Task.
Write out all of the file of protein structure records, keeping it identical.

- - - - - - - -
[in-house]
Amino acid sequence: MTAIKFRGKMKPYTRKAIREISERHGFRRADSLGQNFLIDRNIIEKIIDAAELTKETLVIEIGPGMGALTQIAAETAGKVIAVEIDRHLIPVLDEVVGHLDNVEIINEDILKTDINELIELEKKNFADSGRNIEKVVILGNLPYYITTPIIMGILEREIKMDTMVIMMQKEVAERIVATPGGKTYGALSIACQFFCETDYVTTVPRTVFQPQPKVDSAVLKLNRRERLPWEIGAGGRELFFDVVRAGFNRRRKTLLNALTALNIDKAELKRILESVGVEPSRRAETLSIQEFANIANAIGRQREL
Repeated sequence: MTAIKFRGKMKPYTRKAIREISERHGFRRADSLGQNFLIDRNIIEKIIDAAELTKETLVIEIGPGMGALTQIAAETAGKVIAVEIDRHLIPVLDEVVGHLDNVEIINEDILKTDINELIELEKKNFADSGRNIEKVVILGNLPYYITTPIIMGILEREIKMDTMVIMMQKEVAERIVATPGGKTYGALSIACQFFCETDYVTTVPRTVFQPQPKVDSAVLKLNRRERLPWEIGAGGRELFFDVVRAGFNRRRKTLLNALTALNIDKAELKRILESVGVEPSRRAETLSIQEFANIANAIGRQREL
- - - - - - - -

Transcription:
[in-house]
Amino acid sequence: MTAIKFRGKMKPYTRKAIREISERHGFRRADSLGQNFLIDRNIIEKIIDAAELTKETLVIEIGPGMGALTQIAAETAGKVIAVEIDRHLIPVLDEVVGHLDNVEIINEDILKTDINELIELEKKNFADSGRNIEKVVILGNLPYYITTPIIMGILEREIKMDTMVIMMQKEVAERIVATPGGKTYGALSIACQFFCETDYVTTVPRTVFQPQPKVDSAVLKLNRRERLPWEIGAGGRELFFDVVRAGFNRRRKTLLNALTALNIDKAELKRILESVGVEPSRRAETLSIQEFANIANAIGRQREL
Repeated sequence: MTAIKFRGKMKPYTRKAIREISERHGFRRADSLGQNFLIDRNIIEKIIDAAELTKETLVIEIGPGMGALTQIAAETAGKVIAVEIDRHLIPVLDEVVGHLDNVEIINEDILKTDINELIELEKKNFADSGRNIEKVVILGNLPYYITTPIIMGILEREIKMDTMVIMMQKEVAERIVATPGGKTYGALSIACQFFCETDYVTTVPRTVFQPQPKVDSAVLKLNRRERLPWEIGAGGRELFFDVVRAGFNRRRKTLLNALTALNIDKAELKRILESVGVEPSRRAETLSIQEFANIANAIGRQREL